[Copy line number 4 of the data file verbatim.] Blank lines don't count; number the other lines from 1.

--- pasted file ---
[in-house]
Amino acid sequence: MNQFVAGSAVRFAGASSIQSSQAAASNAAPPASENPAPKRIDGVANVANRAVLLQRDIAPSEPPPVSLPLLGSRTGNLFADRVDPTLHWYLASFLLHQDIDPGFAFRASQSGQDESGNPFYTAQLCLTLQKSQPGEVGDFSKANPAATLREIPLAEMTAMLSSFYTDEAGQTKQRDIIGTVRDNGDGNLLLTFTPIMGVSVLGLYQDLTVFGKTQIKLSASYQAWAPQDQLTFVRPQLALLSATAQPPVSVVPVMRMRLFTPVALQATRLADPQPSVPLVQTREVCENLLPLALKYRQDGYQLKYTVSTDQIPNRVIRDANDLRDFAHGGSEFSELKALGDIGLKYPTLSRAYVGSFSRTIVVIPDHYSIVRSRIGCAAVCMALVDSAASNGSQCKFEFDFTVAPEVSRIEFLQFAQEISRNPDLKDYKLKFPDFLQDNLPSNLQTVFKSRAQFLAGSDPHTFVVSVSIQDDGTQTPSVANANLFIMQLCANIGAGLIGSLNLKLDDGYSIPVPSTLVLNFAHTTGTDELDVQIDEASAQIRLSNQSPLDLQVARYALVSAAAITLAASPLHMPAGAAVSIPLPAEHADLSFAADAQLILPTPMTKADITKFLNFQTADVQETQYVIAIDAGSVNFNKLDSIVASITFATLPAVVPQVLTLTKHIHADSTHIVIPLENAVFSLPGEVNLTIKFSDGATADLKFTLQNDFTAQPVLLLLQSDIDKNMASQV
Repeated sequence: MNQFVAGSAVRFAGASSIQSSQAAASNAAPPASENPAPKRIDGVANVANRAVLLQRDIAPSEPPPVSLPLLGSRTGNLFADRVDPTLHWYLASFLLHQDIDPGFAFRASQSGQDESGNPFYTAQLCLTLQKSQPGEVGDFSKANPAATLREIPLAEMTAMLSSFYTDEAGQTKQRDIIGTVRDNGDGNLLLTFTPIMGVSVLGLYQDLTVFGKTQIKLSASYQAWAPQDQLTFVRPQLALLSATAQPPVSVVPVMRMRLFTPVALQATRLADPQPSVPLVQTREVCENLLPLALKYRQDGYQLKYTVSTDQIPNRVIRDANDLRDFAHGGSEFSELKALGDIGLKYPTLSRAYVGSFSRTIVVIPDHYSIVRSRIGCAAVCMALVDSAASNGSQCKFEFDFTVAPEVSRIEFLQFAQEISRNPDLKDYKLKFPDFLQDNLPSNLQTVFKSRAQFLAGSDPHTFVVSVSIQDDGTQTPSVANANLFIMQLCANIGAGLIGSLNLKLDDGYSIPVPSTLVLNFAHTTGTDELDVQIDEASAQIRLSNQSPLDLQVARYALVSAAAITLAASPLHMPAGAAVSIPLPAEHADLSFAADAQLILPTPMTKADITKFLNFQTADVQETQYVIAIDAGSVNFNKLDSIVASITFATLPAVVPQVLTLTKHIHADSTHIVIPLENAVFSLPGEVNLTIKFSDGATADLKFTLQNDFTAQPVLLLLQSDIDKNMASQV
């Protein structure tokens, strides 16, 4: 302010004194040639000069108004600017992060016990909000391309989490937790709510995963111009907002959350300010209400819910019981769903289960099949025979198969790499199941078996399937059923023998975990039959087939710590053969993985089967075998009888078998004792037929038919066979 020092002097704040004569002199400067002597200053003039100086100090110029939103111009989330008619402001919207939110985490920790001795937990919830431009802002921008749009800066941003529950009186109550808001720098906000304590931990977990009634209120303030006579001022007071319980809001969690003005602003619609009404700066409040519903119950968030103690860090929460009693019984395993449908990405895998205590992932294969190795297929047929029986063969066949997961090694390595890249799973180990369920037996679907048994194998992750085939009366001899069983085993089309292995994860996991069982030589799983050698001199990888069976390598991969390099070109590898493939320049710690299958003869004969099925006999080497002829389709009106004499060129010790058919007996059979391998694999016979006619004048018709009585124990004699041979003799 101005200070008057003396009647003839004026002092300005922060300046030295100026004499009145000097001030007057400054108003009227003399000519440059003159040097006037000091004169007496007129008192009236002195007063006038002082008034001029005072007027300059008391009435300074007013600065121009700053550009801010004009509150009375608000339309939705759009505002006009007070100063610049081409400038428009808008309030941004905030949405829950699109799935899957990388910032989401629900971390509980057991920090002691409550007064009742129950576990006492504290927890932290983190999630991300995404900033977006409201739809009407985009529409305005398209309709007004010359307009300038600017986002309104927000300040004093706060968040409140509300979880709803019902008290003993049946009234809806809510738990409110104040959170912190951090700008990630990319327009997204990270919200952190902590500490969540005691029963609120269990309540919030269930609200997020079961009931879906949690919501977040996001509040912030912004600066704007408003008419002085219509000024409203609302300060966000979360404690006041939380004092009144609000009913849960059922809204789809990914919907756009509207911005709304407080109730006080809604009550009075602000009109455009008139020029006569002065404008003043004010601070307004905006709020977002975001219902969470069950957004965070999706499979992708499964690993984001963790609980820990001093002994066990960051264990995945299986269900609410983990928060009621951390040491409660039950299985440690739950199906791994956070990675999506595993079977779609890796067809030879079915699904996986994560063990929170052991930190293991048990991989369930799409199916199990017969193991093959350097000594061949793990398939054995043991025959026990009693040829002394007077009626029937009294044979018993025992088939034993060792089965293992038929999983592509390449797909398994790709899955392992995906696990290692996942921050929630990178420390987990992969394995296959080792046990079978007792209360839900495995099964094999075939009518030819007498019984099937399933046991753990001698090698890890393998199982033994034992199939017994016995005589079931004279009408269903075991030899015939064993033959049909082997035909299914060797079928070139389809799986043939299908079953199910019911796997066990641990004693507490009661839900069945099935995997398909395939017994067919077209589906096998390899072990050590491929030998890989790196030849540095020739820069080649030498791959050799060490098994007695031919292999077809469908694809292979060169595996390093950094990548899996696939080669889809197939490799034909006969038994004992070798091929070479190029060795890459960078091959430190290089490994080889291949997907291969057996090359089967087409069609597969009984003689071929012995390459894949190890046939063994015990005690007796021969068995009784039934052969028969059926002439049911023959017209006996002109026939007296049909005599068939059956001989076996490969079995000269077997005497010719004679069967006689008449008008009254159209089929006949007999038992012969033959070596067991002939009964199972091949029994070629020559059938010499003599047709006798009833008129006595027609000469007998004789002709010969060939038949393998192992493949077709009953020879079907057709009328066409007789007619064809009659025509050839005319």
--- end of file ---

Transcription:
């Protein structure tokens, strides 16, 4: 302010004194040639000069108004600017992060016990909000391309989490937790709510995963111009907002959350300010209400819910019981769903289960099949025979198969790499199941078996399937059923023998975990039959087939710590053969993985089967075998009888078998004792037929038919066979 020092002097704040004569002199400067002597200053003039100086100090110029939103111009989330008619402001919207939110985490920790001795937990919830431009802002921008749009800066941003529950009186109550808001720098906000304590931990977990009634209120303030006579001022007071319980809001969690003005602003619609009404700066409040519903119950968030103690860090929460009693019984395993449908990405895998205590992932294969190795297929047929029986063969066949997961090694390595890249799973180990369920037996679907048994194998992750085939009366001899069983085993089309292995994860996991069982030589799983050698001199990888069976390598991969390099070109590898493939320049710690299958003869004969099925006999080497002829389709009106004499060129010790058919007996059979391998694999016979006619004048018709009585124990004699041979003799 101005200070008057003396009647003839004026002092300005922060300046030295100026004499009145000097001030007057400054108003009227003399000519440059003159040097006037000091004169007496007129008192009236002195007063006038002082008034001029005072007027300059008391009435300074007013600065121009700053550009801010004009509150009375608000339309939705759009505002006009007070100063610049081409400038428009808008309030941004905030949405829950699109799935899957990388910032989401629900971390509980057991920090002691409550007064009742129950576990006492504290927890932290983190999630991300995404900033977006409201739809009407985009529409305005398209309709007004010359307009300038600017986002309104927000300040004093706060968040409140509300979880709803019902008290003993049946009234809806809510738990409110104040959170912190951090700008990630990319327009997204990270919200952190902590500490969540005691029963609120269990309540919030269930609200997020079961009931879906949690919501977040996001509040912030912004600066704007408003008419002085219509000024409203609302300060966000979360404690006041939380004092009144609000009913849960059922809204789809990914919907756009509207911005709304407080109730006080809604009550009075602000009109455009008139020029006569002065404008003043004010601070307004905006709020977002975001219902969470069950957004965070999706499979992708499964690993984001963790609980820990001093002994066990960051264990995945299986269900609410983990928060009621951390040491409660039950299985440690739950199906791994956070990675999506595993079977779609890796067809030879079915699904996986994560063990929170052991930190293991048990991989369930799409199916199990017969193991093959350097000594061949793990398939054995043991025959026990009693040829002394007077009626029937009294044979018993025992088939034993060792089965293992038929999983592509390449797909398994790709899955392992995906696990290692996942921050929630990178420390987990992969394995296959080792046990079978007792209360839900495995099964094999075939009518030819007498019984099937399933046991753990001698090698890890393998199982033994034992199939017994016995005589079931004279009408269903075991030899015939064993033959049909082997035909299914060797079928070139389809799986043939299908079953199910019911796997066990641990004693507490009661839900069945099935995997398909395939017994067919077209589906096998390899072990050590491929030998890989790196030849540095020739820069080649030498791959050799060490098994007695031919292999077809469908694809292979060169595996390093950094990548899996696939080669889809197939490799034909006969038994004992070798091929070479190029060795890459960078091959430190290089490994080889291949997907291969057996090359089967087409069609597969009984003689071929012995390459894949190890046939063994015990005690007796021969068995009784039934052969028969059926002439049911023959017209006996002109026939007296049909005599068939059956001989076996490969079995000269077997005497010719004679069967006689008449008008009254159209089929006949007999038992012969033959070596067991002939009964199972091949029994070629020559059938010499003599047709006798009833008129006595027609000469007998004789002709010969060939038949393998192992493949077709009953020879079907057709009328066409007789007619064809009659025509050839005319």